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Middle-class parents damaging their children by not being able to say 'no'

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Middle-class parents are damaging their children by not being able to say “no”, a top child psychologist has claimed.

For many teachers, bad behaviour in the classroom does not stem from the pupils themselves but the parents, according to Dr Amanda Gummer, a research psychologist specialising in child development.

By- Rachael Pells

http://www.independent.co.uk/news/education/education-news/middle-class-parents-children-not-say-no-spoilt-dr-amanda-gummer-child-psychology-a7886441.html

“Wild, unruly children are increasingly likely to be the progeny of so-called ‘helicopter’ parents,” said Dr Gummer writing for the Daily Mail, “those who give intensive, one-on-one attention to their child and pander to their every whim, fuelling a ‘little emperor’ syndrome.”

From her experiences of working with primary school teachers, she said, the attitude and behaviour of middle class parents in particular was far more shocking than that of their children.

“They are ruthlessly ambitious for their child’s future — failing to realise how badly their mollycoddling is preparing them for the compromises of real life,” she said.

“While we’ve long known this hovering parenting style can create children unable to make decisions or exhibit independence, what’s less often discussed is how aggressive and difficult the children of helicopter parents — often middle-class, professional and, to their minds, devoted to their darlings — can be at school.

“These children struggle in the classroom because they cannot cope with not being number one,” she added. “So they play up to try to get the attention they have been raised to believe ought to be all theirs”.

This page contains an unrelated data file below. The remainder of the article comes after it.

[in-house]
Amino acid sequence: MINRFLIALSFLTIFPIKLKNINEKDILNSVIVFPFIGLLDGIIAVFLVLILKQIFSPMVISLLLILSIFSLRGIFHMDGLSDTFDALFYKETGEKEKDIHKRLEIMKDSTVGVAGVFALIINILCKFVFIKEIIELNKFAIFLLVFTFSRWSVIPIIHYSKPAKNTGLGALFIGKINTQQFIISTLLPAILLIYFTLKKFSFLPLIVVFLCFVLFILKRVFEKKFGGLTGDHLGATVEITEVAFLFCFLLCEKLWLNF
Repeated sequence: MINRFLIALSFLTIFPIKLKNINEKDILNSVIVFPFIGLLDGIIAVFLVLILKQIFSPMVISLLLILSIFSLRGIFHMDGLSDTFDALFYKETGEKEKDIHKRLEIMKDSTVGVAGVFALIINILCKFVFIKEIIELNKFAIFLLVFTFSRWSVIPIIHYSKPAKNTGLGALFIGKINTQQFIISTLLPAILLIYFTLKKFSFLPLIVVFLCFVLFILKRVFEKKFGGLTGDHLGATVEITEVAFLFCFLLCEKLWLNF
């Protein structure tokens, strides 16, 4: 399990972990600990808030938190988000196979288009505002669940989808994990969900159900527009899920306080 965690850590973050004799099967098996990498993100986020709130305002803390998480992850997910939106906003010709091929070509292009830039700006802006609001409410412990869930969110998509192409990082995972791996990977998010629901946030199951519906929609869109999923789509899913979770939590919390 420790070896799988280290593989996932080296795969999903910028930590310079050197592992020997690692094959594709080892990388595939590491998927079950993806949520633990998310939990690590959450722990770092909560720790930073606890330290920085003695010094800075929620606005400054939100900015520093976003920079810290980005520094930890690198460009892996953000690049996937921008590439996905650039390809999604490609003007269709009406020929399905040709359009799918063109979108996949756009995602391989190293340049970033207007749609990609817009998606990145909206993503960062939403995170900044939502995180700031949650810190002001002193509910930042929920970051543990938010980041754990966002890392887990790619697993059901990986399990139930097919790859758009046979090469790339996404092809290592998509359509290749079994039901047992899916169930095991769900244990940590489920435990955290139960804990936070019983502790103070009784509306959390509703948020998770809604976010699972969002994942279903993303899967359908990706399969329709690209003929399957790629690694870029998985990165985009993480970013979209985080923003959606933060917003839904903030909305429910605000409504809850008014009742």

Teachers were being “frustrated to tears” as a result of these attitudes, she said.

Recent Department for Education figures revealed as many as 35 children a day were being permanently excluded from school for bad behaviour in England alone.

Just under a fifth of those expelled were at primary school, including some children as young as four – a figure that has more than doubled over the past four years.

Dr Gummer suggested the perceived increase in expulsions can be linked to the combination of poor behaviour and lack of personal skills as a result of bad parenting.

“Imagine: little ones so helpless they need assistance to go to the loo and put on their shoes, yet who are utterly unafraid to biff their teacher on the nose,” she wrote.

“Too many of these children have never heard the word ‘no’ levelled at them at home.”

Previous studies have suggested parents who exert too much control over their children could be causing them psychological damage later on in life.

A 2015 study by University College London tracking more than 5,000 people since birth, found people whose parents had intruded on their privacy in some way, or encouraged dependence were much more likely to be unhappy in their teens, 30s, 40s and later on in life.

“Children need rules, boundaries and opportunities to feel the cold, go hungry and fall down and hurt themselves, so they can learn from their mistakes,” concluded Dr Gummer. 

“If they are deprived of those basic life experiences at home, it makes educating them a far greater challenge for their teachers than it ever need be."

 

References

Effects of hovering parenting style